This story was written for a family writing event at Easter. Comments welcome!


by Christopher Rollason, 13 April 2020

The Library of Lelab is situated at the centre of our city of the same name. It began in the old French tongue as Le Laboratoire: the laboratory city for a better world, the place where dreams were worked on till they came true. Today in the year 3220, twelve arduous centuries after the new world’s inception, we all know we have created the perfect living and thinking environment and very little needs to change. Thus I tell you as I sit at my librarian-in-chief’s desk on a raised platform at the library’s beating heart, gentle ayurvedic music playing as I write.

The entirety of our city is constructed in glass, plain or coloured or stained, transparent, translucent or opaque. To reach our library one passes through the complex that surrounds it, which we call Plaza Daedalus. In some ways it is like a conference centre from the ancient era, though today, now that all points of view converge on each other, we have long since replaced those outmoded places with Affirmation Centres. Around our library are restaurants, cafeterias, lecture theatres, concert halls, cinemas – all locations that serve to stimulate our material or intellectual tastebuds, which are open twenty-four hours a day and which we can never under any circumstances whatever imagine being closed  A glass rainbow bridge called Bifrost connects the plaza to the wider world.

The library’s bookshelves are in multiple shades of glass, lightly tinted according to class of book but not so strongly as to make the spines and titles anything but readable. Each book exists in two manifestations: a physical, leather-bound master copy, and its infinitely reproducible cybergenerated simulacrum that readers can have printed out in three dimensions. We call the first avatar the Luther copy, and the second the Gutenberg reproduction.  And invisible links connect library and books direct to the readers’ minds, which we the librarians can read.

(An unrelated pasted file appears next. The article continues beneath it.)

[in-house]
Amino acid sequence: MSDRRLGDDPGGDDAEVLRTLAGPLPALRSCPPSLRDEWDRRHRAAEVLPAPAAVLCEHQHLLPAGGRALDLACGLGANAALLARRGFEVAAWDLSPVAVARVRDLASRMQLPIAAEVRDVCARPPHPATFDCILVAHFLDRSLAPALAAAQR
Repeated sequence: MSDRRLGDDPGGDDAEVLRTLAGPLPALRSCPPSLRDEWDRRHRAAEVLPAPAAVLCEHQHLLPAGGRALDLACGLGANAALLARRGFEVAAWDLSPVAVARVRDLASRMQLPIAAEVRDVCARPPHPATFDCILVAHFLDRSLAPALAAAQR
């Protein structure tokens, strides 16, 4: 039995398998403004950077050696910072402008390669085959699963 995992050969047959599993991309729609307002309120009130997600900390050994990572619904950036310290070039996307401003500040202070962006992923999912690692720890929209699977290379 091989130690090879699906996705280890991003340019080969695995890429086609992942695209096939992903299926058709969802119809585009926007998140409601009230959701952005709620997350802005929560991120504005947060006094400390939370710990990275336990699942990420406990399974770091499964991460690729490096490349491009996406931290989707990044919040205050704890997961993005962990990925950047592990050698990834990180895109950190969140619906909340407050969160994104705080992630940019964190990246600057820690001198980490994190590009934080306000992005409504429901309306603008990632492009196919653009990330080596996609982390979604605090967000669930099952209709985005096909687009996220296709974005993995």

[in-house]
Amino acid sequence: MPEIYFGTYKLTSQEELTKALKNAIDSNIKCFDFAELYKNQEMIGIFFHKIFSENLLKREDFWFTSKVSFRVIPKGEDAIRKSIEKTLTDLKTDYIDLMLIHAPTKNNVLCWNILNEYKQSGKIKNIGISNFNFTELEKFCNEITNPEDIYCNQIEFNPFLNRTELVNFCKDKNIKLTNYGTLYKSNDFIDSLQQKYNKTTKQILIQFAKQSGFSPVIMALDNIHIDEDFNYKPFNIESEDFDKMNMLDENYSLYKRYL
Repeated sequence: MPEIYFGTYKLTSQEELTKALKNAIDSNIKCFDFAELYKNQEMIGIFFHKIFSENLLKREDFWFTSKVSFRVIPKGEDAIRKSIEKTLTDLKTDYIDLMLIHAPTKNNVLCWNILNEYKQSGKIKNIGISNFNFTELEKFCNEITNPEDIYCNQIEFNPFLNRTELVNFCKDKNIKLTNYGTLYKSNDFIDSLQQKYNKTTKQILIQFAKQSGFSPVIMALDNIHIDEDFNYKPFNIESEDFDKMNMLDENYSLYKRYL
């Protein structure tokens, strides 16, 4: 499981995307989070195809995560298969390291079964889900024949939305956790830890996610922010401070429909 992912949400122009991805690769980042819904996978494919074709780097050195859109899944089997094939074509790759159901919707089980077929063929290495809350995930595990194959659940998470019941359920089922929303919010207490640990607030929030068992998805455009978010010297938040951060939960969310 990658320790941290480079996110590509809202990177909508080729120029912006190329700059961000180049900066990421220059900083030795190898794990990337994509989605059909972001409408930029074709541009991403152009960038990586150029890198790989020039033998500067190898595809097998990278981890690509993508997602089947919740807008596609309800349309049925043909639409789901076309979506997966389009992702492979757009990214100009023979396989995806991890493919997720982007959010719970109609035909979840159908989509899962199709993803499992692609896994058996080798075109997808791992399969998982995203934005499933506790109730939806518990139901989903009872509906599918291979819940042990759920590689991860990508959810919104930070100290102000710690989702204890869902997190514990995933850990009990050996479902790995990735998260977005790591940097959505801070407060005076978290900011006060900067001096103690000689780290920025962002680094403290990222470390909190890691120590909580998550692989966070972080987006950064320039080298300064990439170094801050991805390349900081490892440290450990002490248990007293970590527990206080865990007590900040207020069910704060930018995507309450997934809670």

If anything marks out our library as totally different from its – very partial – precursors in the old world, it is a trait as simple as it is vital: it only houses good books. Nothing can be written or published today that does not conform to our time’s highest ethical standards. Of course we do not reject the great books of the past. Shakespeare, Dante and Cervantes are here, only with red-letter warnings emblazoned on their title pages that these books may reflect attitudes of their authors’ remote time which could not be accepted today. The past is a foreign country, but among our most requested books are the works of Berrian, who long ago first articulated the wholesome principles by which our authors now write.

Surrounded by the coruscating tints of the glass shelves, when I gaze at each and every leather-bound volume nearest me I feel transfixed. Over long centuries, starting from our prehistory in the murky epoch before today’s reticular links existed, we have successfully purified the human mind. And so each day we celebrate our Library of Lelab.

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